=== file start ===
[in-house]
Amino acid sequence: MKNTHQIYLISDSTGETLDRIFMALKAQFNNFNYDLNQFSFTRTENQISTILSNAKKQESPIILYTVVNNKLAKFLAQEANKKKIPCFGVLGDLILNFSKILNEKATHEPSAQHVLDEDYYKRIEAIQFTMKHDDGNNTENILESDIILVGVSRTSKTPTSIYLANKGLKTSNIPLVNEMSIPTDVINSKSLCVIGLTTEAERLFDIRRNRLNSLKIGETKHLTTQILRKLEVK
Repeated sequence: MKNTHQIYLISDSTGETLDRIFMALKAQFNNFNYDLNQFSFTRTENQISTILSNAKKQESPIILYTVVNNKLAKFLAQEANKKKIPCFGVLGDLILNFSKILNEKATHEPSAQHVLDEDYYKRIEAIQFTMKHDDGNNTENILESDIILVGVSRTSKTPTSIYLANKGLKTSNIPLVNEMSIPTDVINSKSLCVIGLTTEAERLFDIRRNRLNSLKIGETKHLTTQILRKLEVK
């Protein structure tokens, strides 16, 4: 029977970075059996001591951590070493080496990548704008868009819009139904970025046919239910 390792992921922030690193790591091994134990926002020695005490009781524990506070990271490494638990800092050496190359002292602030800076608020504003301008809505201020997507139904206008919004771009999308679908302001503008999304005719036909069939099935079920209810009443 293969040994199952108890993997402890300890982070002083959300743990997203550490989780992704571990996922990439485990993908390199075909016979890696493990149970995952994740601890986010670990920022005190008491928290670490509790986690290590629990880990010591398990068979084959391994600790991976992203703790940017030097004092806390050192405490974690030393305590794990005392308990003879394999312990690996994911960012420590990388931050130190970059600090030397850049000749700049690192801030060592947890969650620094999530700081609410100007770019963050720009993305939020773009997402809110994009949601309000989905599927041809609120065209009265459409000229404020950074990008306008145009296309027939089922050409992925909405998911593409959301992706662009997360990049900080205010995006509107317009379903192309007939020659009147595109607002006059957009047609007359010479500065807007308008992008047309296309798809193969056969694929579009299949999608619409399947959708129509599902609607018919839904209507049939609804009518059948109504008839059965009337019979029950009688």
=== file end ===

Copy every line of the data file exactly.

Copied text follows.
[in-house]
Amino acid sequence: MKNTHQIYLISDSTGETLDRIFMALKAQFNNFNYDLNQFSFTRTENQISTILSNAKKQESPIILYTVVNNKLAKFLAQEANKKKIPCFGVLGDLILNFSKILNEKATHEPSAQHVLDEDYYKRIEAIQFTMKHDDGNNTENILESDIILVGVSRTSKTPTSIYLANKGLKTSNIPLVNEMSIPTDVINSKSLCVIGLTTEAERLFDIRRNRLNSLKIGETKHLTTQILRKLEVK
Repeated sequence: MKNTHQIYLISDSTGETLDRIFMALKAQFNNFNYDLNQFSFTRTENQISTILSNAKKQESPIILYTVVNNKLAKFLAQEANKKKIPCFGVLGDLILNFSKILNEKATHEPSAQHVLDEDYYKRIEAIQFTMKHDDGNNTENILESDIILVGVSRTSKTPTSIYLANKGLKTSNIPLVNEMSIPTDVINSKSLCVIGLTTEAERLFDIRRNRLNSLKIGETKHLTTQILRKLEVK
């Protein structure tokens, strides 16, 4: 029977970075059996001591951590070493080496990548704008868009819009139904970025046919239910 390792992921922030690193790591091994134990926002020695005490009781524990506070990271490494638990800092050496190359002292602030800076608020504003301008809505201020997507139904206008919004771009999308679908302001503008999304005719036909069939099935079920209810009443 293969040994199952108890993997402890300890982070002083959300743990997203550490989780992704571990996922990439485990993908390199075909016979890696493990149970995952994740601890986010670990920022005190008491928290670490509790986690290590629990880990010591398990068979084959391994600790991976992203703790940017030097004092806390050192405490974690030393305590794990005392308990003879394999312990690996994911960012420590990388931050130190970059600090030397850049000749700049690192801030060592947890969650620094999530700081609410100007770019963050720009993305939020773009997402809110994009949601309000989905599927041809609120065209009265459409000229404020950074990008306008145009296309027939089922050409992925909405998911593409959301992706662009997360990049900080205010995006509107317009379903192309007939020659009147595109607002006059957009047609007359010479500065807007308008992008047309296309798809193969056969694929579009299949999608619409399947959708129509599902609607018919839904209507049939609804009518059948109504008839059965009337019979029950009688």